Electric cart keeps a Fort Bragg neighborhood safe
Specialist Shavonte Adams, 4th Squadron, 73rd Cavalry Regiment, drives Eric Dearborn, 17, and Malachi George, 15, to a shopping center across the street from Linden Oaks military housing area. The low slow electric vehicle is a temporary solution to keep military youth from trying to cross the dangerous highway on foot. Fort Bragg Garrison has offered Linden Oaks housing residents this service until work is completed to make a marked walkway with electronic pedestrian signals, estimated to be completed in May 2011.

FORT BRAGG, N.C. - At 4 p.m., Nov. 2, traffic was rather heavy on N.C. 87, right outside the entrance to Linden Oaks military housing area. Children from the subdivision have been trying to cross the dangerous six-lane intersection on foot to fast food restaurants and a strip mall. A 15-year-old boy suffered multiple injuries when a car hit him Aug. 21.

This afternoon, two high school students were able to cross safely to the Spout Springs Shopping Center in a low slow electric vehicle, driven by a Soldier. Directorate of Logistics, Transportation Division provided the vehicle at the request of the garrison commander 'to support the safety of the Families,' said Timothy Shea, DOL transportation chief.

The idea came up during a town hall meeting between Linden Oaks residents and Col. Stephen Sicinski, Fort Bragg Garrison commander, Sept. 16. The service has been in effect since September.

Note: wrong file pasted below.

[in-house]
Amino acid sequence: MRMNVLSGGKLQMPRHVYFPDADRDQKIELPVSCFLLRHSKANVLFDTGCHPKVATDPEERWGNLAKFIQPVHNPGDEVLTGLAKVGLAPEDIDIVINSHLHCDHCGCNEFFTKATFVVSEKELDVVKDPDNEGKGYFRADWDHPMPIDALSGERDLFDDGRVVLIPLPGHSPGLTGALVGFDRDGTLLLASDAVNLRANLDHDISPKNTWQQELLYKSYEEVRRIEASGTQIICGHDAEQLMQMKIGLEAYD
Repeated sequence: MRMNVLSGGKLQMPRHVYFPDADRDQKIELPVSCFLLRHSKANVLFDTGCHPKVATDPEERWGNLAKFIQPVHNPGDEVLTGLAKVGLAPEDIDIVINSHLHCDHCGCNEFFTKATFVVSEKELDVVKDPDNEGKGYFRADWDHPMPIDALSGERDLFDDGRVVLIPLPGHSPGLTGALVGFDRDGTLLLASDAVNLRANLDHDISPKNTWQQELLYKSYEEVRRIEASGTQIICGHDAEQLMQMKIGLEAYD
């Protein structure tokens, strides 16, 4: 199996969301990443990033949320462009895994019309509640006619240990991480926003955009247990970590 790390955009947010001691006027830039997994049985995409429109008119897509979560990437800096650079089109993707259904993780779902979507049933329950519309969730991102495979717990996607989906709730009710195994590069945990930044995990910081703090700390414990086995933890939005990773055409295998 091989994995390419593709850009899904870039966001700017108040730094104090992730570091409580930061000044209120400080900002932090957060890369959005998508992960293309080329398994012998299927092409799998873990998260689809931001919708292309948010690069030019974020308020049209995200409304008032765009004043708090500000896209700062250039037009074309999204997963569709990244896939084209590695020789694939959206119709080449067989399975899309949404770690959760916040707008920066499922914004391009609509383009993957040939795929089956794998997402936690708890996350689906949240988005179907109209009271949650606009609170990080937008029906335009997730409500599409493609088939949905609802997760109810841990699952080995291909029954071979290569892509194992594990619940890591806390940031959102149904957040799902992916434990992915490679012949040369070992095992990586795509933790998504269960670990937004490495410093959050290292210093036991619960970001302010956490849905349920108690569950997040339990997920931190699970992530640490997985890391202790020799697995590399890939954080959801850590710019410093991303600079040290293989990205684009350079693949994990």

Fort Bragg Garrison has offered Linden Oaks housing residents this service until work is completed to make a marked walkway with electronic pedestrian signals, estimated to be completed in May 2011.

A team of three Soldiers drive the LSEV every day from 2 to 8 p.m. "It's pretty much teenagers who use the service," said Spc. Shavonte Adams, 4th Squadron, 73rd Cavalry Regiment. "They like it a lot, especially when I drive though the McDonald's drive through window."

The vehicle, made by Columbia ParCar, has a 17.3-horsepower motor, a range of about 35 miles and eight, 6-volt batteries, which can be charged on a normal 110-volt outlet. Top speed is 25 mph, according to Adams.

Eric Dearborn, 17 and Malachi George, 15, both said they enjoy the convenience of getting a safe ride to the shopping center. "It's a great service the Soldiers are providing us," said Dearborn. Both attend Overhills High School.

Page last updated Fri November 12th, 2010 at 11:43